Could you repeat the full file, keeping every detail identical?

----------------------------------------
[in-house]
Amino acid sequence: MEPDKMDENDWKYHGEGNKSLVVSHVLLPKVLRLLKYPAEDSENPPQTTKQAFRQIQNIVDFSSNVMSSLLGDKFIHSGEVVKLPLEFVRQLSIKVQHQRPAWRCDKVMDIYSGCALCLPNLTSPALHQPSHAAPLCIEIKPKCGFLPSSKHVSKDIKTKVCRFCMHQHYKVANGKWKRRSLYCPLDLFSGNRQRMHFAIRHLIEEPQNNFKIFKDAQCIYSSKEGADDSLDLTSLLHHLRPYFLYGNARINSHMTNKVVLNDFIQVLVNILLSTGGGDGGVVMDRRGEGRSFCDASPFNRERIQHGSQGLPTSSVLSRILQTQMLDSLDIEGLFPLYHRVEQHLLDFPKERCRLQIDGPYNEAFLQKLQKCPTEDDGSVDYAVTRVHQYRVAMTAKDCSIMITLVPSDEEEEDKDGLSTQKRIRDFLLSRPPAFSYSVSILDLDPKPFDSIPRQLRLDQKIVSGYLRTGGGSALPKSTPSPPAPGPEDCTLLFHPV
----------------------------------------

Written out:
[in-house]
Amino acid sequence: MEPDKMDENDWKYHGEGNKSLVVSHVLLPKVLRLLKYPAEDSENPPQTTKQAFRQIQNIVDFSSNVMSSLLGDKFIHSGEVVKLPLEFVRQLSIKVQHQRPAWRCDKVMDIYSGCALCLPNLTSPALHQPSHAAPLCIEIKPKCGFLPSSKHVSKDIKTKVCRFCMHQHYKVANGKWKRRSLYCPLDLFSGNRQRMHFAIRHLIEEPQNNFKIFKDAQCIYSSKEGADDSLDLTSLLHHLRPYFLYGNARINSHMTNKVVLNDFIQVLVNILLSTGGGDGGVVMDRRGEGRSFCDASPFNRERIQHGSQGLPTSSVLSRILQTQMLDSLDIEGLFPLYHRVEQHLLDFPKERCRLQIDGPYNEAFLQKLQKCPTEDDGSVDYAVTRVHQYRVAMTAKDCSIMITLVPSDEEEEDKDGLSTQKRIRDFLLSRPPAFSYSVSILDLDPKPFDSIPRQLRLDQKIVSGYLRTGGGSALPKSTPSPPAPGPEDCTLLFHPV